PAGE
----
The locus coeruleus (LC) is a collection of nerve cells–or neurons–in a region of the brainstem called the pons. LC neurons regulate memory and attention by secreting a substance called norepinephrine in cognitive regions of the brain. These neurons degenerate very early in the course of Alzheimer’s disease (AD), even during a stage called mild cognitive impairment (MCI) that precedes frank dementia.
Interestingly, some people display enough AD pathology in their brains that they should have MCI or AD but do not. These people are termed “resilient.” To find out if there are differences in the status of the LC that differentiate resilient people from people with MC/AD, we explored several markers of LC pathology in postmortem tissue from a cohort of subjects who died with a range of disease: from normal to resilient to MCI to AD.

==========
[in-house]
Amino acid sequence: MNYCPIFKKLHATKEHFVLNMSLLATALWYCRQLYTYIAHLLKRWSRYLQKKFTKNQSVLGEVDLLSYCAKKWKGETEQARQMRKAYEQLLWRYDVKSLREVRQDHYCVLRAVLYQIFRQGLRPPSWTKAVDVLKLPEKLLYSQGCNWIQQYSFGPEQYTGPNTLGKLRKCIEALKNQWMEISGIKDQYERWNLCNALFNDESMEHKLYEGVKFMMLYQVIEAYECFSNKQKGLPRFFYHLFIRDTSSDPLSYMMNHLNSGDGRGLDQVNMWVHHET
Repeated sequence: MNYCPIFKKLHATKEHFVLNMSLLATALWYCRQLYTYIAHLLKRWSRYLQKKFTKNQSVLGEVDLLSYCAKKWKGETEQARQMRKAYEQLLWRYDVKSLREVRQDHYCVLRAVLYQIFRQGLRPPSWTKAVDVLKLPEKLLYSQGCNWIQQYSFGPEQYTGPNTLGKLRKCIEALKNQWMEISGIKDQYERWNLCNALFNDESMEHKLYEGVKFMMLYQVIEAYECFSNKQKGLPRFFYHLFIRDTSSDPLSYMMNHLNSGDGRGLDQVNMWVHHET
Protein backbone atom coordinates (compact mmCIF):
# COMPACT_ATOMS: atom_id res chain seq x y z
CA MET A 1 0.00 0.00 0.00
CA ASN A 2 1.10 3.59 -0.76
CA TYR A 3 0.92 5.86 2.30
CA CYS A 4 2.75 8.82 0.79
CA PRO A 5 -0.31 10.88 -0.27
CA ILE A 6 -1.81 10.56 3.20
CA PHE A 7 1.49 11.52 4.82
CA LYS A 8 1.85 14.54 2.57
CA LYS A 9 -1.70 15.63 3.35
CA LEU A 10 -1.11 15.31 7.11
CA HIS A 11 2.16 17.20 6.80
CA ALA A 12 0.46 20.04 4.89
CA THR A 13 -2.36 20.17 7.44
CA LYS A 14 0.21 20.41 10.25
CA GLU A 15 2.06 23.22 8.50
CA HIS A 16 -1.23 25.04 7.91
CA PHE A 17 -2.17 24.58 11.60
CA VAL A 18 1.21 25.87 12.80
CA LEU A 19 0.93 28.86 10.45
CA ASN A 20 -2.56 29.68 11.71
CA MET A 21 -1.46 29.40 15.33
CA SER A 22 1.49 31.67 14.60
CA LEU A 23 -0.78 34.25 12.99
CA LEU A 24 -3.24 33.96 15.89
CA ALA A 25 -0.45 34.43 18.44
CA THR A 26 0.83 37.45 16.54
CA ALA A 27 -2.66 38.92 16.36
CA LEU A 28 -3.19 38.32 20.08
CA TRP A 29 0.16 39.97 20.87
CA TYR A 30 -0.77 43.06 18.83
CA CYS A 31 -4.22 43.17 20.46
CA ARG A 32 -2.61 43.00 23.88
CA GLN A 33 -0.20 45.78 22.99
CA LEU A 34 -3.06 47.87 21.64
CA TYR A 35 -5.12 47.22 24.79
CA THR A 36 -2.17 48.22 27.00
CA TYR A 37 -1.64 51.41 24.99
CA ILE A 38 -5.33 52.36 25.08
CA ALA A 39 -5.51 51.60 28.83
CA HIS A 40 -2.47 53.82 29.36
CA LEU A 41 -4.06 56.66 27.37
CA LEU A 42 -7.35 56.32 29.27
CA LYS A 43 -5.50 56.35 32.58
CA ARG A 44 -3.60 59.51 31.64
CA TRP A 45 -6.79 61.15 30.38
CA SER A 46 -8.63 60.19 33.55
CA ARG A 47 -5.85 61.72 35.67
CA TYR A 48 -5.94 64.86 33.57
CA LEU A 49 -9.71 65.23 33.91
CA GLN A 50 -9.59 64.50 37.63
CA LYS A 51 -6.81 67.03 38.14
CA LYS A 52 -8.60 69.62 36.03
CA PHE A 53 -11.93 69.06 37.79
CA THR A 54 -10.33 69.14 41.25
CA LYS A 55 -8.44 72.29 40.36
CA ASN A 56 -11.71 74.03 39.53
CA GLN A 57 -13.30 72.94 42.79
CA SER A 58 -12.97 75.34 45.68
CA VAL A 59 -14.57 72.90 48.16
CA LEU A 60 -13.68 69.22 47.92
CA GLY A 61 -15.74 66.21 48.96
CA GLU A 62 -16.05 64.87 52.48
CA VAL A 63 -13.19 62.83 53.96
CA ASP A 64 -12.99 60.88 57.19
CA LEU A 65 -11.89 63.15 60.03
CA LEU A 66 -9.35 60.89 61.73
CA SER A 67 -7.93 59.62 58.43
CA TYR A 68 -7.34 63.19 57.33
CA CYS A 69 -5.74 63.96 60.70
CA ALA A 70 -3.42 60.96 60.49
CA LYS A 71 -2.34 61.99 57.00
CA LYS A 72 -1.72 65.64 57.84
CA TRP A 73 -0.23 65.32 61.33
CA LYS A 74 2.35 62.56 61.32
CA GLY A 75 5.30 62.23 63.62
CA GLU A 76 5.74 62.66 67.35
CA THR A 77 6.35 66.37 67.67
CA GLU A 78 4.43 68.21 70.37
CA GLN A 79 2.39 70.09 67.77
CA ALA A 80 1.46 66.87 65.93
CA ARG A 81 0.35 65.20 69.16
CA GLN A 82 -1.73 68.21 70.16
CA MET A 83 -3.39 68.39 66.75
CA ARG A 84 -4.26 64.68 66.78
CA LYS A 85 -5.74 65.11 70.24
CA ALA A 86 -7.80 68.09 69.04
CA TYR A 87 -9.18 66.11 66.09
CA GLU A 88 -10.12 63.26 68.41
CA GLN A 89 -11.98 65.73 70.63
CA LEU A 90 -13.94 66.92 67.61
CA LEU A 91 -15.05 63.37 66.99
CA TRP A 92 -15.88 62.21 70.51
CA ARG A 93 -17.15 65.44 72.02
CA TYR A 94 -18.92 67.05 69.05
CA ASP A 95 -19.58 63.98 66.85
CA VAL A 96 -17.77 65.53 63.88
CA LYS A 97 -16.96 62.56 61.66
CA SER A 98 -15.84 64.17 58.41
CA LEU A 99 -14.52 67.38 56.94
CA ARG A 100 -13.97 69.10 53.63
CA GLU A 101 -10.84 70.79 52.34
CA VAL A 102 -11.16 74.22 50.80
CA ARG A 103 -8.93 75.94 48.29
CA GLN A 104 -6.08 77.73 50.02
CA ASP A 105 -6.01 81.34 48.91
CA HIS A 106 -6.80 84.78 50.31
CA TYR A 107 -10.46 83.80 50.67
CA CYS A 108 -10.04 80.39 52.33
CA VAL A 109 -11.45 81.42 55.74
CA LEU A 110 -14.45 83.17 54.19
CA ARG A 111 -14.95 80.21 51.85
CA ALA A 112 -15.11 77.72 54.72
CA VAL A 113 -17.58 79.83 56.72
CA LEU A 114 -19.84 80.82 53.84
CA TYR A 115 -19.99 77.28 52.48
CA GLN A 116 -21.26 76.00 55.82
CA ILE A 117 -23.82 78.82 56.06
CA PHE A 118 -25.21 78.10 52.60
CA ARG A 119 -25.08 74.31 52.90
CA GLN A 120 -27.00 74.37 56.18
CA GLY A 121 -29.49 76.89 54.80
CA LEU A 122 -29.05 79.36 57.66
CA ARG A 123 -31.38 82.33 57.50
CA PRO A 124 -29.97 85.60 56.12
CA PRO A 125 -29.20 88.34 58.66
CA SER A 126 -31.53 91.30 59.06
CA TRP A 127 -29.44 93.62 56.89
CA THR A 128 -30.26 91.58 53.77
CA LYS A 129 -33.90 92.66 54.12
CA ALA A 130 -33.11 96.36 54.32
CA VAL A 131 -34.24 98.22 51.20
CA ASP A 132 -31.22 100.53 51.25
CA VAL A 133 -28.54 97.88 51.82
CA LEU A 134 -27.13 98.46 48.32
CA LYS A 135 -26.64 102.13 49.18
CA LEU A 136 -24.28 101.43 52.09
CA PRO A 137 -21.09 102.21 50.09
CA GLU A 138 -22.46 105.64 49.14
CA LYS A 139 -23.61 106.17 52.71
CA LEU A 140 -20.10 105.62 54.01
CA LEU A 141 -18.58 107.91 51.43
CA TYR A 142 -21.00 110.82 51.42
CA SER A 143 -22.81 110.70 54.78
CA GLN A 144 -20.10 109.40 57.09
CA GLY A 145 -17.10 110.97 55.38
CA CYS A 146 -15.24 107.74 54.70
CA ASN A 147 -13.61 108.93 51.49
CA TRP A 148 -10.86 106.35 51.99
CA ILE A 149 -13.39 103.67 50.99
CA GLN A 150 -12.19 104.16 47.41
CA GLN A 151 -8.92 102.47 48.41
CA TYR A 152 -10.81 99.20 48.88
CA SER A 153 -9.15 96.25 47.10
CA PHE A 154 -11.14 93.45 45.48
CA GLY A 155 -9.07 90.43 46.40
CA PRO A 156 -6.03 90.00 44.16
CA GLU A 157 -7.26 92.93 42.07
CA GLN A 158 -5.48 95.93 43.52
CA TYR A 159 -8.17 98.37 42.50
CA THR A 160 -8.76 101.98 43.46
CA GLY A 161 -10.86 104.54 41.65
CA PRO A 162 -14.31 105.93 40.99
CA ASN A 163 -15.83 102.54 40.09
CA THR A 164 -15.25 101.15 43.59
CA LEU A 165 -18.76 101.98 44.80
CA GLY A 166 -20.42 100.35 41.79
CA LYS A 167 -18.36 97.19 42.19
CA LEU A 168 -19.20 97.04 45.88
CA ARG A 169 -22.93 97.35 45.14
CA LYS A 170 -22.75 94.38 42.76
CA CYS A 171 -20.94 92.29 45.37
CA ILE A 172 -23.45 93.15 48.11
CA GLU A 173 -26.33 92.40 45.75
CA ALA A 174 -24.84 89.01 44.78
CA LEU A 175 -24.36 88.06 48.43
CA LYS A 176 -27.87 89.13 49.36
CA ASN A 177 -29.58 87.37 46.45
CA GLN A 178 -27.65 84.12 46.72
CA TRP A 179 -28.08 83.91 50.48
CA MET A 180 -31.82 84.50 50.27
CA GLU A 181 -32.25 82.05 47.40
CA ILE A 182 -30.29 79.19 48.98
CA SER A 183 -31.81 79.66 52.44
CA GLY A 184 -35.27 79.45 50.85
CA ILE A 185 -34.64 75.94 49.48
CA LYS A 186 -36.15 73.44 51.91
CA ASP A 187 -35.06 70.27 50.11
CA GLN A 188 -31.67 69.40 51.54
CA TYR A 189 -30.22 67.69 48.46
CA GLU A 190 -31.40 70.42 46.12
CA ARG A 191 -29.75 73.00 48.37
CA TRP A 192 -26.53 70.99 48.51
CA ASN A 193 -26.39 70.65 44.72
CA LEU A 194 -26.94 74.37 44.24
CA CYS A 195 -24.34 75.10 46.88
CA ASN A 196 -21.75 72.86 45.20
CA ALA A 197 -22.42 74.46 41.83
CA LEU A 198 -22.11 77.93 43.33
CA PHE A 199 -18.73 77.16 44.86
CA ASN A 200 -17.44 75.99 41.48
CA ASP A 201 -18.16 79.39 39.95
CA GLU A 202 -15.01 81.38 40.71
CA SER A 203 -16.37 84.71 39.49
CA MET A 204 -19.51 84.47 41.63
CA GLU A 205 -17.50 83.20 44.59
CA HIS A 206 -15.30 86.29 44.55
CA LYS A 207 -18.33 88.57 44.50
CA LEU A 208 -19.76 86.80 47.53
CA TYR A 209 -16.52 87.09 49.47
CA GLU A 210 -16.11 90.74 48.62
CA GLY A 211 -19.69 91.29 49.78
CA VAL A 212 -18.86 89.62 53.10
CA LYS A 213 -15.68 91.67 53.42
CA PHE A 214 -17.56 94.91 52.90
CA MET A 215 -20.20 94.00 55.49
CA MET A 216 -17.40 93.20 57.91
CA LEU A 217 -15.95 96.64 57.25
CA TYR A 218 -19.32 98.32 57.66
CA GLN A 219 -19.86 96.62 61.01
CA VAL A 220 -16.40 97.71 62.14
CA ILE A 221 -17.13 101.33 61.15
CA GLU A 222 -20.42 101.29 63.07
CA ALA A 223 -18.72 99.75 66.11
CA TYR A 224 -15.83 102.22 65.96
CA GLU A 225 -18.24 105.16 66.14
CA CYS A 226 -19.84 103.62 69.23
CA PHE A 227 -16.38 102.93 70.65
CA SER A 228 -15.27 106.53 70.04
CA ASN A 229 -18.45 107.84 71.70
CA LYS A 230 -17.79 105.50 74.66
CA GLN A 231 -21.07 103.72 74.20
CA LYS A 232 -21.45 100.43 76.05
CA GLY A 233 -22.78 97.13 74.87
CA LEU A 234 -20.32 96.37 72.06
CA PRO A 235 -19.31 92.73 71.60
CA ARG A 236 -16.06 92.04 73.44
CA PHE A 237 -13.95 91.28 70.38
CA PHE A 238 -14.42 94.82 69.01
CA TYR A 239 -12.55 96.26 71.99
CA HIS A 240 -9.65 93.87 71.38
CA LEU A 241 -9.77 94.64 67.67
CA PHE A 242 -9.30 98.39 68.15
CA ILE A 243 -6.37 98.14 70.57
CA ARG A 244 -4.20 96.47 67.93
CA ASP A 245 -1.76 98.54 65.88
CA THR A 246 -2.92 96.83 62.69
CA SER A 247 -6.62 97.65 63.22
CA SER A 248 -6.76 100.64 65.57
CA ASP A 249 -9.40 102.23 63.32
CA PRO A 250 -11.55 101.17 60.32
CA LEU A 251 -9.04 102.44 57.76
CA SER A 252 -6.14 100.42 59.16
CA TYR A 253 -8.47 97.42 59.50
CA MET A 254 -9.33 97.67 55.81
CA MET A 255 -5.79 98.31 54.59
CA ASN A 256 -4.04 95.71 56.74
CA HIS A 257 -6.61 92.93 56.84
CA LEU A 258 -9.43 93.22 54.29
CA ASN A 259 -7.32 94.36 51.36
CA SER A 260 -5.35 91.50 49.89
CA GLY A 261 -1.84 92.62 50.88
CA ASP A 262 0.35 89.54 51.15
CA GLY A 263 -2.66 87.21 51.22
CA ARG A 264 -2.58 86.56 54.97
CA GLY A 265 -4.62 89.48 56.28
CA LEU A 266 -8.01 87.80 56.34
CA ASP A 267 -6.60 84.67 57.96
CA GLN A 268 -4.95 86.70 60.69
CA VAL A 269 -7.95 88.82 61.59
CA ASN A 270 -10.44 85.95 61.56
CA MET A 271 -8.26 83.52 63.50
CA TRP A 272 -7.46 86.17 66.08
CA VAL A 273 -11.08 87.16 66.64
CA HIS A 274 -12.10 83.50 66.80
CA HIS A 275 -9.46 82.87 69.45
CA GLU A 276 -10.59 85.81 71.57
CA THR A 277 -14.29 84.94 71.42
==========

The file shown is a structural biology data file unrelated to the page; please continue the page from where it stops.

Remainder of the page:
We found that the extent of oxidative stress in LC neurons, as well as hardening of the small blood vessels (arteriolosclerosis) in the pons, was much greater in MCI/AD than in resilient cases. This suggests that poor blood (and oxygen) supply in the pons and the ensuing oxidative damage this causes to LC neurons plays a role in the onset of MCI. Drugs that target this problem may help slow the progression of AD. Read More.